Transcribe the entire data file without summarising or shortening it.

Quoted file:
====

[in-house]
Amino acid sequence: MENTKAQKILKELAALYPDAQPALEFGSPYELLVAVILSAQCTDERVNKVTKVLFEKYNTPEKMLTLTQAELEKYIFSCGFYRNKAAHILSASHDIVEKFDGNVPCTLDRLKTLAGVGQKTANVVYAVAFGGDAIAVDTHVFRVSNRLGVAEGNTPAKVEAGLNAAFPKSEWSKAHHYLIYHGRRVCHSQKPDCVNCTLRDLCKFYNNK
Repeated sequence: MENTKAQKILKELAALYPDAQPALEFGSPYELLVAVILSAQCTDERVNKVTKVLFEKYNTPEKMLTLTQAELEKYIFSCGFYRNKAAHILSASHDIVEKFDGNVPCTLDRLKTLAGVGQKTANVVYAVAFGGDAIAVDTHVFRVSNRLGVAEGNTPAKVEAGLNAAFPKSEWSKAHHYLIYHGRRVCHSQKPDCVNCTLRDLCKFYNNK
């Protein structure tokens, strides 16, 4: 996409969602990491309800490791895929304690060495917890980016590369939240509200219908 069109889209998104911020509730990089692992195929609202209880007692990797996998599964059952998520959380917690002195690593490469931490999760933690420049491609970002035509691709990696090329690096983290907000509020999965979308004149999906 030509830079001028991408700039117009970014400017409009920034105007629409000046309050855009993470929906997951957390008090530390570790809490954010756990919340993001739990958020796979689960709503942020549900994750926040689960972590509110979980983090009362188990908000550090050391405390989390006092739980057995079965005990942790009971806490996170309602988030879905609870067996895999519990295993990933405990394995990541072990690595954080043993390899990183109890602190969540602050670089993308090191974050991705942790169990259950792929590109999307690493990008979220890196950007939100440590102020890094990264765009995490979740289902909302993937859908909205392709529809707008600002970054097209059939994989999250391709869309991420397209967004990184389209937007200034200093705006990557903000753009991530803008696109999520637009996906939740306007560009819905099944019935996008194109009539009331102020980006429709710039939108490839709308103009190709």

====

[in-house]
Amino acid sequence: MENTKAQKILKELAALYPDAQPALEFGSPYELLVAVILSAQCTDERVNKVTKVLFEKYNTPEKMLTLTQAELEKYIFSCGFYRNKAAHILSASHDIVEKFDGNVPCTLDRLKTLAGVGQKTANVVYAVAFGGDAIAVDTHVFRVSNRLGVAEGNTPAKVEAGLNAAFPKSEWSKAHHYLIYHGRRVCHSQKPDCVNCTLRDLCKFYNNK
Repeated sequence: MENTKAQKILKELAALYPDAQPALEFGSPYELLVAVILSAQCTDERVNKVTKVLFEKYNTPEKMLTLTQAELEKYIFSCGFYRNKAAHILSASHDIVEKFDGNVPCTLDRLKTLAGVGQKTANVVYAVAFGGDAIAVDTHVFRVSNRLGVAEGNTPAKVEAGLNAAFPKSEWSKAHHYLIYHGRRVCHSQKPDCVNCTLRDLCKFYNNK
């Protein structure tokens, strides 16, 4: 996409969602990491309800490791895929304690060495917890980016590369939240509200219908 069109889209998104911020509730990089692992195929609202209880007692990797996998599964059952998520959380917690002195690593490469931490999760933690420049491609970002035509691709990696090329690096983290907000509020999965979308004149999906 030509830079001028991408700039117009970014400017409009920034105007629409000046309050855009993470929906997951957390008090530390570790809490954010756990919340993001739990958020796979689960709503942020549900994750926040689960972590509110979980983090009362188990908000550090050391405390989390006092739980057995079965005990942790009971806490996170309602988030879905609870067996895999519990295993990933405990394995990541072990690595954080043993390899990183109890602190969540602050670089993308090191974050991705942790169990259950792929590109999307690493990008979220890196950007939100440590102020890094990264765009995490979740289902909302993937859908909205392709529809707008600002970054097209059939994989999250391709869309991420397209967004990184389209937007200034200093705006990557903000753009991530803008696109999520637009996906939740306007560009819905099944019935996008194109009539009331102020980006429709710039939108490839709308103009190709």